In Ireland, the generation of religious that is absent coupled with the generation of Catholics who do not practise their faith in any meaningful way are being replaced by a newer and, it could be argued, more committed generation. It is of the highest importance that this new generation of religious and young Catholics are not stymied by a generation that is older and has lost its way. It is also unhelpful to classify, as many do, these young people as conservative or traditional. It is evident that Catholics can not be either strictly liberal or ultra conservative but rather that Catholics must reconcile both by respecting and handing on tradition but also seeing what is needed today. Religious orders and, by extension, the Church itself must not neglect the needs of today or ignore the value of tradition - otherwise it will fail in attracting men and women who have an earnest desire to preach the Gospel for our time.
Tuesday, August 18, 2009
campaigns, and the investment of resources into vocation promotion alone will not attract new
members. It is the example of members and the community life, prayer life, and/or ministries of
the institute that most attract new members." p.117
"Many of the successful institutes are characterized by a “culture of vocations” within the
institute. In these institutes everyone – not just the vocation director – has a sense of
responsibility for vocation promotion and is involved in and supportive of vocation efforts." p.118
"Findings from the survey of religious institutes reveal that there is a positive correlation
between having a vocation director, especially one who is full-time, and having candidates and
new members in initial formation." p.118
"Although the relationship is not as strong, having a vocation team is also positively
correlated with having new members." " p.118
"Several new members mentioned vocation directors who they experienced as pandering
to them or giving them a sales pitch. Examples included promises of opportunities to travel and
assurances that they could do anything they wanted in terms of ministry. These new members
suggested that this was the wrong mindset and the wrong approach for those with authentic
"Both vocation directors and new members emphasized the importance of honesty and authenticity in presenting the institute and suggested that websites
and other promotional materials will be for naught if they do not match the reality in the institute." p.120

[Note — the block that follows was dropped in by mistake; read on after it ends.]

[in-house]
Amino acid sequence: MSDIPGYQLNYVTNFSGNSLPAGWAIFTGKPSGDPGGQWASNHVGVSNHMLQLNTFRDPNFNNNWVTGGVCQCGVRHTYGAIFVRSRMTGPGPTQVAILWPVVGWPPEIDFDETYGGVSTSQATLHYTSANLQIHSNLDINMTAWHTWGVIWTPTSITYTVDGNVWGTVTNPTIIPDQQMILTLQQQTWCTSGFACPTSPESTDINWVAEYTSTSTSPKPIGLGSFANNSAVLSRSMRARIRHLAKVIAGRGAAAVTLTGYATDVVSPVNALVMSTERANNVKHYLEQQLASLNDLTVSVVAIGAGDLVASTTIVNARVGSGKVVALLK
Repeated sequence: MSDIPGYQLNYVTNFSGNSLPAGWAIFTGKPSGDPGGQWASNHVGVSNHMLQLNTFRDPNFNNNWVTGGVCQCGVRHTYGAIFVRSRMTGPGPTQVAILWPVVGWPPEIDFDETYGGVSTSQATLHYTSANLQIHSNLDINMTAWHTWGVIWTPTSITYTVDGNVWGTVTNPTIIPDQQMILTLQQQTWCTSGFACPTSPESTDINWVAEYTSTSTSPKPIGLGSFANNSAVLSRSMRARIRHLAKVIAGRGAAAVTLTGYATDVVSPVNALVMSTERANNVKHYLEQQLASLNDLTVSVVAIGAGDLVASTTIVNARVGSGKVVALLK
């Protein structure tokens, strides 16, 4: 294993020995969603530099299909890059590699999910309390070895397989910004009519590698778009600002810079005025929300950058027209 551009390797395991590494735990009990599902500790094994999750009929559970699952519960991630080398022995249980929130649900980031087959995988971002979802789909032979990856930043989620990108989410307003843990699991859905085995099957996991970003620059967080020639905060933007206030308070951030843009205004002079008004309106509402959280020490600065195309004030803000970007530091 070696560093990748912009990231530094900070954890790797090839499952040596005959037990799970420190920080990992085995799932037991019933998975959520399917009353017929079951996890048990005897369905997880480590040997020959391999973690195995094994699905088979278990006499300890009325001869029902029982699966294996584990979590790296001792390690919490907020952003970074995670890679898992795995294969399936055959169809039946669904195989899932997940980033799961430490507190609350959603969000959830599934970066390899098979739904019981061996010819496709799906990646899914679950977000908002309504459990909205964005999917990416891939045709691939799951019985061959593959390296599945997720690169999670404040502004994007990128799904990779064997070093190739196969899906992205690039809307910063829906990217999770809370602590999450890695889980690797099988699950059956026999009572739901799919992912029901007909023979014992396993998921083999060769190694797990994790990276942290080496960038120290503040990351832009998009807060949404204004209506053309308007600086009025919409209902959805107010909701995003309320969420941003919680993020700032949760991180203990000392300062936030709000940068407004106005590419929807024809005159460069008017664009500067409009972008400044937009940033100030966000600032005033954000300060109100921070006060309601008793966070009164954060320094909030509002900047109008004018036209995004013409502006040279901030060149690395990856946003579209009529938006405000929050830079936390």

"In particular, those [institutes] that sponsor discernment retreats are significantly more likely than those who do not sponsor
these retreats to have new members in initial formation and to be more successful in retaining
new members. It is important to note again that many young people today have little or no direct
contact with men and women religious. Discernment retreats and “Come and See” experiences
may be the first prolonged exposure to men or women religious for some of these potential
candidates." p. 120
"Results from the survey of religious institutes indicate that institutes that sponsor
vocation promotion and discernment programs directed toward college students and young adults
are more likely to have new members than those who do not sponsor programs for these groups.
Although the relationship is not as strong statistically, targeting high school students also appears
to have an impact on attracting and retaining new members." p.121
"Findings from the survey of new members show that 40 percent of the men and almost 50
percent of the women first considered a vocation to religious life before they were 18 years of
age. More than a quarter of the women considered it before they were 14. These findings
suggest that vocation directors might want to consider targeting some of their vocation efforts at
those in elementary and high school. Anecdotal evidence from vocation directors also suggests a
possible trend toward considering religious life at a younger age than was the case even a few
years ago." p.121